We recently caught up with Dr. Brooke Koltz, a former Pathology resident at the University of Rochester (2008-2012) and Cytopathology fellow (2012-2013).
After training and working in Rochester, she and her family moved to the Philadelphia, PA area for a year and recently moved to Perrysburg, OH, near Toledo. This is a homecoming of sorts for Koltz, who grew up in nearby Whitehouse, OH.
She will start a new role this month at the University of Toledo Medical Center (where she also attended medical school). Her clinical responsibilities will include surgical pathology, cytopathology, and resident education. Here, she shares more about the experiences that led her to this moment in her career.
Tell us about your family.
I am married to Peter Koltz, who was also a resident at University of Rochester in Plastic and Reconstructive Surgery. We have four children, Eleanora (9), Henry (7), Cecilia (4), and Simon (2).
What first sparked your interest in pathology?
I went into medical school thinking I would become an emergency medicine physician, but I am so glad that I didn’t. I was one of those rare students that was fascinated by histology and pathology labs in the first and second year of medical school.
Even so, I was still set in pursuing clinical medicine until I took an elective pathology rotation on a whim late in my third year. In about a week, my whole outlook changed. As I sat across the multi-headed scope from the attendings and residents, I realized that what they did was ‘medicine’ to me. From then on I pursued a career in pathology. So far, I have no regrets.
When you look back on your time here, is there a particular person or experience that made a great impact on you professionally or personally?
The entire Cytopathology department had an impact on me both professionally and personally. Not only did the department educate me and prepare me for my future career, but I truly enjoyed being a small part of the talented team for a few years.
I often find myself repeating things that Dr. Giampoli, Dr. Zhou, and Dr. Yao taught me when I sit down with residents. The entire team of cytotechnologists, including Donna Russell, Mary Ann Rutkowski, and Michael Facik, accepted me into their offices, the occasional inside joke, and gave me the benefit of their years of experience and knowledge. I couldn’t have asked for a better fellowship.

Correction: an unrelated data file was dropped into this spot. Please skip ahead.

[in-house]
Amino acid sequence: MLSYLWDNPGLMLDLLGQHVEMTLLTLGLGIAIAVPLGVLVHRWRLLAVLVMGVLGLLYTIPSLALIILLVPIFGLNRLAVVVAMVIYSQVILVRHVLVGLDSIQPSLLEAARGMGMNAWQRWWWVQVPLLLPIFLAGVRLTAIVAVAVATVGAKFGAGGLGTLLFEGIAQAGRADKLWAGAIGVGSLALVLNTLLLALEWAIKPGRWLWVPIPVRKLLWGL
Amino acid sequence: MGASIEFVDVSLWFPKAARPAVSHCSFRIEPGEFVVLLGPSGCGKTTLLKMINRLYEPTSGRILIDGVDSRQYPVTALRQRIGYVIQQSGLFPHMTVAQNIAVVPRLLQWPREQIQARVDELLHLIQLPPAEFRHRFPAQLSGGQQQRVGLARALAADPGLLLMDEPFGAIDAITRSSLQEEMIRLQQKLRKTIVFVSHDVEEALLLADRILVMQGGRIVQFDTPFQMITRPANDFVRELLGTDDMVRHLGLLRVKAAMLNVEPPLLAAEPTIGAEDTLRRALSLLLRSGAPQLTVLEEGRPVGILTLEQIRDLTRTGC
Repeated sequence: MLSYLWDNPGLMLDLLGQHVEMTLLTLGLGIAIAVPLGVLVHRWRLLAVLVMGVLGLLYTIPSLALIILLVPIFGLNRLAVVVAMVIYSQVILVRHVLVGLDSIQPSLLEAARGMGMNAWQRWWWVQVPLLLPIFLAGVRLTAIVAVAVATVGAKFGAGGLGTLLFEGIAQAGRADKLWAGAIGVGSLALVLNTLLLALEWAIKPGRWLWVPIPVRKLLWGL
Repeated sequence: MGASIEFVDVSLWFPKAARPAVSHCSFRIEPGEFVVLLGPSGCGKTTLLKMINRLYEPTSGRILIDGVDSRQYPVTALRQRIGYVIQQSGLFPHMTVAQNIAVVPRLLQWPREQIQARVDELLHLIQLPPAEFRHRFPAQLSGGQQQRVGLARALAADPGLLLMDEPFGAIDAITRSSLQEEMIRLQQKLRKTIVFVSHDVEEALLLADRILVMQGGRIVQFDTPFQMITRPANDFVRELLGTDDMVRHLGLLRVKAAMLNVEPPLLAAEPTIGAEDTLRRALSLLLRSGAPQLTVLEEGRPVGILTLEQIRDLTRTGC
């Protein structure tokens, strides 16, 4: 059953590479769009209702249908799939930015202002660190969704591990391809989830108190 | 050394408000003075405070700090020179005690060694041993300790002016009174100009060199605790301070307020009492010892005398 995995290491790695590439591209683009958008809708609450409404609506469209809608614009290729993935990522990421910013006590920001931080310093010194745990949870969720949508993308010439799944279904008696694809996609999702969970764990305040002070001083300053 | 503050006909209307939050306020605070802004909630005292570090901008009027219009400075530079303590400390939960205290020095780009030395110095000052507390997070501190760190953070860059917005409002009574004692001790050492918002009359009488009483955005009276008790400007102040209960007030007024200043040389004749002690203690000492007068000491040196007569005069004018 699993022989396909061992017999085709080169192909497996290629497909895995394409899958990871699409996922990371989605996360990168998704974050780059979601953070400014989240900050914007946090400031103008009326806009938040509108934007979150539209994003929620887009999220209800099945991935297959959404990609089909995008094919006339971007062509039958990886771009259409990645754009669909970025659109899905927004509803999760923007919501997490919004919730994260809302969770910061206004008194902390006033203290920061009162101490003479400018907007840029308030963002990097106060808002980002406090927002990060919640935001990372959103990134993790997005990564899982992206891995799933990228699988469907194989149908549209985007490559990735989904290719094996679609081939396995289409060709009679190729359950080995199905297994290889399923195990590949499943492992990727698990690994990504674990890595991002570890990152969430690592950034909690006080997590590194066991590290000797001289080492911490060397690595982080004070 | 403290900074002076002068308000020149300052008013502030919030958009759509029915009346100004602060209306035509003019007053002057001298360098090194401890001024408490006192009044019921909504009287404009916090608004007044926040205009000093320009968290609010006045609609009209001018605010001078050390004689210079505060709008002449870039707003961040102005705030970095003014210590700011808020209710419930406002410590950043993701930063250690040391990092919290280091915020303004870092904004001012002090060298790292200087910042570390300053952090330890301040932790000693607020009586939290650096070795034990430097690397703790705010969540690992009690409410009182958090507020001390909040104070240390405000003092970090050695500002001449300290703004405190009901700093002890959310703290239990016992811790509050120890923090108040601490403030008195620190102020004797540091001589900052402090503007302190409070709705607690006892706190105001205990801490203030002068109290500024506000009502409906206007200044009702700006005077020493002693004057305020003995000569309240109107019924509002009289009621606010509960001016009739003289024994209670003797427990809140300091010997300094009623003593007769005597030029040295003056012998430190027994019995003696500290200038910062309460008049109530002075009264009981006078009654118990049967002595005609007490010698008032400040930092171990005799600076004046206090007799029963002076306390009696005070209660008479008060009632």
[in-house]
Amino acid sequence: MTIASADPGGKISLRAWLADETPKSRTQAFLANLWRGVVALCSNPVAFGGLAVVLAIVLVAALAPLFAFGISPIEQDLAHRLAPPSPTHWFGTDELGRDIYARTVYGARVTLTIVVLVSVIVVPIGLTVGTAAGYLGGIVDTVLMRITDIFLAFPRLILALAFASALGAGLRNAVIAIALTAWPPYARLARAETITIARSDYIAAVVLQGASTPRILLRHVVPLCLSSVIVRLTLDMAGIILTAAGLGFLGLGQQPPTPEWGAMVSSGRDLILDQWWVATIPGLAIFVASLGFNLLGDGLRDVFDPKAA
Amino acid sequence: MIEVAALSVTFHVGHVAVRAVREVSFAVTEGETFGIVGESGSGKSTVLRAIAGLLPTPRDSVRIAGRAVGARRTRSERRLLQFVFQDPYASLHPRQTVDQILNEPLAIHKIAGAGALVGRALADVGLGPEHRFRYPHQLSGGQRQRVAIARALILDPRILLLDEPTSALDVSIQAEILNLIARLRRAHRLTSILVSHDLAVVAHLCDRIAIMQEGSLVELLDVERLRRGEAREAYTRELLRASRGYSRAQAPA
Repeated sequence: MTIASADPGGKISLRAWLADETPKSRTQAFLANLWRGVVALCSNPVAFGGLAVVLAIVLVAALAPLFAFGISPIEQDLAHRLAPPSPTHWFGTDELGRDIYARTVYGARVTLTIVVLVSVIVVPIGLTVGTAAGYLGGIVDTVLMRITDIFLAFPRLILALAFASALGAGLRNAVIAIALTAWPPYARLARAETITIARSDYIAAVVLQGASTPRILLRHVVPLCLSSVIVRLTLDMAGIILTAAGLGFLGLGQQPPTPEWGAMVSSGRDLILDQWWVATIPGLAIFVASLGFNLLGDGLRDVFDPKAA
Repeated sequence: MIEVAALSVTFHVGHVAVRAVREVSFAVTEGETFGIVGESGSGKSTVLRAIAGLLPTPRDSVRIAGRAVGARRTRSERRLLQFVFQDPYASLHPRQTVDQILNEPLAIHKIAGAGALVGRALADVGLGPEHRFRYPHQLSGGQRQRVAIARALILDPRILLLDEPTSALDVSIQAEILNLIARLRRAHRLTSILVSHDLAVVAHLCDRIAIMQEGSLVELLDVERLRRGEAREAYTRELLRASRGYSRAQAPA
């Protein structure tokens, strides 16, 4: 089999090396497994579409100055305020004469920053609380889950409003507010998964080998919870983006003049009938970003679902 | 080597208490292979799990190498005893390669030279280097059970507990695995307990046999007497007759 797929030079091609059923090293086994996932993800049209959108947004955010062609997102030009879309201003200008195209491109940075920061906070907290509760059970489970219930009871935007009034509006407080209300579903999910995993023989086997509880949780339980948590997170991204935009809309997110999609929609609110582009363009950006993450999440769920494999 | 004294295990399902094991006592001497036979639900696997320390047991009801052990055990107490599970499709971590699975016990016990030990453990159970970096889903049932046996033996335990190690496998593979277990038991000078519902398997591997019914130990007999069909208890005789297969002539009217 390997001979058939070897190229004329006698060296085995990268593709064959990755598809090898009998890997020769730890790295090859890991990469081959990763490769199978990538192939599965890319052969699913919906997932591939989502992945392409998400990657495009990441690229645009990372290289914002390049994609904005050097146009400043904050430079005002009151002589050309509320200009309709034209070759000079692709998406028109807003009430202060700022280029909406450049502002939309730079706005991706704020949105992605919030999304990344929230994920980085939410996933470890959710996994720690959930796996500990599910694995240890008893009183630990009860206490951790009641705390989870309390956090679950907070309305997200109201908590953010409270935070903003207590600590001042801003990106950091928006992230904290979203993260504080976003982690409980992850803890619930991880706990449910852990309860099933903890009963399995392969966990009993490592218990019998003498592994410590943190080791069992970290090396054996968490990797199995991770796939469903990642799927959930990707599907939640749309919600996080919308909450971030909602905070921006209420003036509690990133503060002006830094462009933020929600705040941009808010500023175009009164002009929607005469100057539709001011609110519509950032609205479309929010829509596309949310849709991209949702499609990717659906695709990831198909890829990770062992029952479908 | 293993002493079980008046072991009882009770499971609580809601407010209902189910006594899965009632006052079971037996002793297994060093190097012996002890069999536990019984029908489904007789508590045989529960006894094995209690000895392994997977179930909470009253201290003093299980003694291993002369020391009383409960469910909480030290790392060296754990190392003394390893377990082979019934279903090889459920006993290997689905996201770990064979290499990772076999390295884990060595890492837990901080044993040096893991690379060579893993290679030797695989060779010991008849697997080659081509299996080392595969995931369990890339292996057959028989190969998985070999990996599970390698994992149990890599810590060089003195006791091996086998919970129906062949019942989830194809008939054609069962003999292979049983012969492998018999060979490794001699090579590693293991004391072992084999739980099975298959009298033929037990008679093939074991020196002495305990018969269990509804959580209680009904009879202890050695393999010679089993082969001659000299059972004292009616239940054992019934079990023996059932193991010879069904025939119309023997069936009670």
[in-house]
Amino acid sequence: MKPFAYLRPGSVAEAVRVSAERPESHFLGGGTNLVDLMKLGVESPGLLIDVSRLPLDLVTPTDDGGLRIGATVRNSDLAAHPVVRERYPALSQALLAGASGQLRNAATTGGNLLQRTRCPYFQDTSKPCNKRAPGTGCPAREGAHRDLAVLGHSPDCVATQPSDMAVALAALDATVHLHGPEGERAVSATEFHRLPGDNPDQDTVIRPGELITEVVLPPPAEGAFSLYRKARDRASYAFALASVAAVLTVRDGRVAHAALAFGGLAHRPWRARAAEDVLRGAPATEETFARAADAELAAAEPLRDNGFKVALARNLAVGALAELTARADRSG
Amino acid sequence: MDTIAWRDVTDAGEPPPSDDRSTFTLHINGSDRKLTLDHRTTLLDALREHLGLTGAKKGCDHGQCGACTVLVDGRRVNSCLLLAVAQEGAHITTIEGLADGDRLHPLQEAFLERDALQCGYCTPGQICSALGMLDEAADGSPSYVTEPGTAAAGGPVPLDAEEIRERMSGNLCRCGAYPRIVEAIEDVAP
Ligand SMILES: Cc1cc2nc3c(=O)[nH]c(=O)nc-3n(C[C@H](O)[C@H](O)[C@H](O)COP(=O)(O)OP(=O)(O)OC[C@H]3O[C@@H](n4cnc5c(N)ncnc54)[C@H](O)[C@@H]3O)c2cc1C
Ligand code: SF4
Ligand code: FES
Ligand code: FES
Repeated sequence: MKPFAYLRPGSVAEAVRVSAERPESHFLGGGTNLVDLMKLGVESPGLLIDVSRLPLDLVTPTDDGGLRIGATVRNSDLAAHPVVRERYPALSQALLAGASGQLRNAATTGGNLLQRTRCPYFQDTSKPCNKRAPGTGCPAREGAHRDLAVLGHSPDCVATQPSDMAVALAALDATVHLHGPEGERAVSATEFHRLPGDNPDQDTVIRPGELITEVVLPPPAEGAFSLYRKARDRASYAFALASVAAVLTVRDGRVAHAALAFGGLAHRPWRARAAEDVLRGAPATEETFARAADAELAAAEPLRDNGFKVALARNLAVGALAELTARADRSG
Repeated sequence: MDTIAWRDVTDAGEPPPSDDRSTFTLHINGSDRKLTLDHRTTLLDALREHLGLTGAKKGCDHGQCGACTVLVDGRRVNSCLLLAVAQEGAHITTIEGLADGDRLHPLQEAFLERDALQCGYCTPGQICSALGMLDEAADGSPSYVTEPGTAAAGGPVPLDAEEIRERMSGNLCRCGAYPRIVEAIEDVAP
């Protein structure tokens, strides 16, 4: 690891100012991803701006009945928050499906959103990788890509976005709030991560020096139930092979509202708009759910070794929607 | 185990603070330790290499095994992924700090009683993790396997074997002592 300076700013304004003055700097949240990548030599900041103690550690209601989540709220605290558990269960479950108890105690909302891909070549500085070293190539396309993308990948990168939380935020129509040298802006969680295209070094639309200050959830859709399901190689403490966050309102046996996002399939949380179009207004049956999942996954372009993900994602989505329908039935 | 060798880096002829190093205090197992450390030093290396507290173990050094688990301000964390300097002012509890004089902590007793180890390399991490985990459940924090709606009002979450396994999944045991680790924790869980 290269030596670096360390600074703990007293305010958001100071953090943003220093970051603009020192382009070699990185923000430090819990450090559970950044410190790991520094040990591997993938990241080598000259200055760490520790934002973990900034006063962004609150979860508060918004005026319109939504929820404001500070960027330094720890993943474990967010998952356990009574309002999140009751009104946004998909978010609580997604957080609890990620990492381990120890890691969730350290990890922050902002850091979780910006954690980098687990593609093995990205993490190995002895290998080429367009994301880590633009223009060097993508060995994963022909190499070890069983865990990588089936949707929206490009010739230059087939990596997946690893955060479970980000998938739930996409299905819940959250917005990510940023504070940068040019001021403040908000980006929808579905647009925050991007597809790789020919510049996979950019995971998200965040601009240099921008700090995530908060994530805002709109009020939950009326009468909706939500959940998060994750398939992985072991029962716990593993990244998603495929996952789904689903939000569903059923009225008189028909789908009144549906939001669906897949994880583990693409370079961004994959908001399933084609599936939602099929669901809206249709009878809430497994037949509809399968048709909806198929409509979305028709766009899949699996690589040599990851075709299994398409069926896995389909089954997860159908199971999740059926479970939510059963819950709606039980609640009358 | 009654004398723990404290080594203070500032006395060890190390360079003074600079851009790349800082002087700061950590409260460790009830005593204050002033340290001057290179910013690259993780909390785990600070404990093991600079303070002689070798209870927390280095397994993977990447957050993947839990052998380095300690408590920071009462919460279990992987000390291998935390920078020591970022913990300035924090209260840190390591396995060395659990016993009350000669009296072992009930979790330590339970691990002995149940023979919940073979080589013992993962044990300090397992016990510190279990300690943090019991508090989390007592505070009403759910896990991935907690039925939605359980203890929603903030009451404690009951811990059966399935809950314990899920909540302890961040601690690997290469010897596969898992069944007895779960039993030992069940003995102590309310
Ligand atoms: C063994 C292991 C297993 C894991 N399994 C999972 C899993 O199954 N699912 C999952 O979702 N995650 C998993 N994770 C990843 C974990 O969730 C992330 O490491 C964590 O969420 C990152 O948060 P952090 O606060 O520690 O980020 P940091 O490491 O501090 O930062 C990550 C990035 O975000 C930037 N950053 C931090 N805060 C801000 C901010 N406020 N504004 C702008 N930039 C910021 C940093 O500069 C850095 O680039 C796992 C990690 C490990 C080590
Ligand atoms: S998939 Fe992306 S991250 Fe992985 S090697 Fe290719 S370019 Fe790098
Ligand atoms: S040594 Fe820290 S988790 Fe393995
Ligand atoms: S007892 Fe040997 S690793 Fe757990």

Aside from the Cytopathology department, many of the surgical pathology attendings, especially Dr. Hicks and Dr. Whitney-Miller, encouraged me and gave me a solid experience to pursue my career goals. My co-residents were fun and supportive as well. There are too many people to name, but I appreciated my time in Rochester and felt that I received a positive educational and personal experience.
How do you like to spend your free time? Do you have any hobbies/interests?
Like most mothers, my free time is often spent chasing my kids around and getting them to their various activities. But I do love to read books, and I read often. I am happy to read almost anything: fiction, non-fiction, poetry. I also enjoy playing and watching sports, including soccer.
What’s next for you career wise?
I am looking forward to spending more time teaching residents, medical students, and student fellows in my new position. I have always enjoyed teaching, and am happy that I have found a position that puts a large emphasis on education.
What advice would you give up-and-coming pathology trainees looking to start their careers?
Because I am one half of a two physician household, I have had to change jobs frequently in the last four years as my husband’s training has taken him to various hospitals. While I haven’t always wanted to leave positions, the benefit has been that I have gained experience in a lot of different practice settings.
My advice would be to learn as much as you can from each place you end up, even if it isn’t necessarily your dream job. Seek to find what you can take away from each place or experience that will grow your knowledge. Each place (and person!) has something unique to teach you that will contribute to your success as a physician, a pathologist, and a person.